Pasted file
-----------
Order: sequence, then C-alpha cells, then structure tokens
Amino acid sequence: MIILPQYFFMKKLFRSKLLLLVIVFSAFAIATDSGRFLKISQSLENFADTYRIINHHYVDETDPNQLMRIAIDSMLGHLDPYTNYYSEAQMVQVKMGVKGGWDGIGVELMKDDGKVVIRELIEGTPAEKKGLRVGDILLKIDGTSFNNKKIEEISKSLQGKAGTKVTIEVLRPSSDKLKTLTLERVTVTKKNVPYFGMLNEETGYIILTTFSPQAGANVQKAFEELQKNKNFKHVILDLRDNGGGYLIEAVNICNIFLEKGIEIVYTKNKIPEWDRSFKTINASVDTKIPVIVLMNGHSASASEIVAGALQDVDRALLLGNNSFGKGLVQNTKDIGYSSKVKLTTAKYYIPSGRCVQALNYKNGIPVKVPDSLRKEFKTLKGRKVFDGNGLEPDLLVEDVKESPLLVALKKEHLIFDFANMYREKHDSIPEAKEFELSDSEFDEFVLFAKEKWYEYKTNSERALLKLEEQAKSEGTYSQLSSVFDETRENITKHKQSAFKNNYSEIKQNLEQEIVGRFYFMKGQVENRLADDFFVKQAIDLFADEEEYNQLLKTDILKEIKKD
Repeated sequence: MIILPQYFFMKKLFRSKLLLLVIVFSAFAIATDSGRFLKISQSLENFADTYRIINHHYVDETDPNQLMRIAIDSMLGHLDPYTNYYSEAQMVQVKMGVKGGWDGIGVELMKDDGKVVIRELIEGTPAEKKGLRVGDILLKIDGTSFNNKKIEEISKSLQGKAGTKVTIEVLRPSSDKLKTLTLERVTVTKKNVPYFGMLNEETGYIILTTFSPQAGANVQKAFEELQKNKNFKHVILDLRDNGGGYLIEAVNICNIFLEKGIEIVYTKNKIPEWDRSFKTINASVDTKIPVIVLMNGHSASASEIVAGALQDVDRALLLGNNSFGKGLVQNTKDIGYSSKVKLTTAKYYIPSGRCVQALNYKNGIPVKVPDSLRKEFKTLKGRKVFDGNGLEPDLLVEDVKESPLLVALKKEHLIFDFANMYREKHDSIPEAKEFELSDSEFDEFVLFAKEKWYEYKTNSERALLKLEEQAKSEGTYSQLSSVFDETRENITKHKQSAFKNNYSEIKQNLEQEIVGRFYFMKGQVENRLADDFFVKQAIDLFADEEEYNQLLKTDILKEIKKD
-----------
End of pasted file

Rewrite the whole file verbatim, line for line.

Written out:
Order: sequence, then C-alpha cells, then structure tokens
Amino acid sequence: MIILPQYFFMKKLFRSKLLLLVIVFSAFAIATDSGRFLKISQSLENFADTYRIINHHYVDETDPNQLMRIAIDSMLGHLDPYTNYYSEAQMVQVKMGVKGGWDGIGVELMKDDGKVVIRELIEGTPAEKKGLRVGDILLKIDGTSFNNKKIEEISKSLQGKAGTKVTIEVLRPSSDKLKTLTLERVTVTKKNVPYFGMLNEETGYIILTTFSPQAGANVQKAFEELQKNKNFKHVILDLRDNGGGYLIEAVNICNIFLEKGIEIVYTKNKIPEWDRSFKTINASVDTKIPVIVLMNGHSASASEIVAGALQDVDRALLLGNNSFGKGLVQNTKDIGYSSKVKLTTAKYYIPSGRCVQALNYKNGIPVKVPDSLRKEFKTLKGRKVFDGNGLEPDLLVEDVKESPLLVALKKEHLIFDFANMYREKHDSIPEAKEFELSDSEFDEFVLFAKEKWYEYKTNSERALLKLEEQAKSEGTYSQLSSVFDETRENITKHKQSAFKNNYSEIKQNLEQEIVGRFYFMKGQVENRLADDFFVKQAIDLFADEEEYNQLLKTDILKEIKKD
Repeated sequence: MIILPQYFFMKKLFRSKLLLLVIVFSAFAIATDSGRFLKISQSLENFADTYRIINHHYVDETDPNQLMRIAIDSMLGHLDPYTNYYSEAQMVQVKMGVKGGWDGIGVELMKDDGKVVIRELIEGTPAEKKGLRVGDILLKIDGTSFNNKKIEEISKSLQGKAGTKVTIEVLRPSSDKLKTLTLERVTVTKKNVPYFGMLNEETGYIILTTFSPQAGANVQKAFEELQKNKNFKHVILDLRDNGGGYLIEAVNICNIFLEKGIEIVYTKNKIPEWDRSFKTINASVDTKIPVIVLMNGHSASASEIVAGALQDVDRALLLGNNSFGKGLVQNTKDIGYSSKVKLTTAKYYIPSGRCVQALNYKNGIPVKVPDSLRKEFKTLKGRKVFDGNGLEPDLLVEDVKESPLLVALKKEHLIFDFANMYREKHDSIPEAKEFELSDSEFDEFVLFAKEKWYEYKTNSERALLKLEEQAKSEGTYSQLSSVFDETRENITKHKQSAFKNNYSEIKQNLEQEIVGRFYFMKGQVENRLADDFFVKQAIDLFADEEEYNQLLKTDILKEIKKD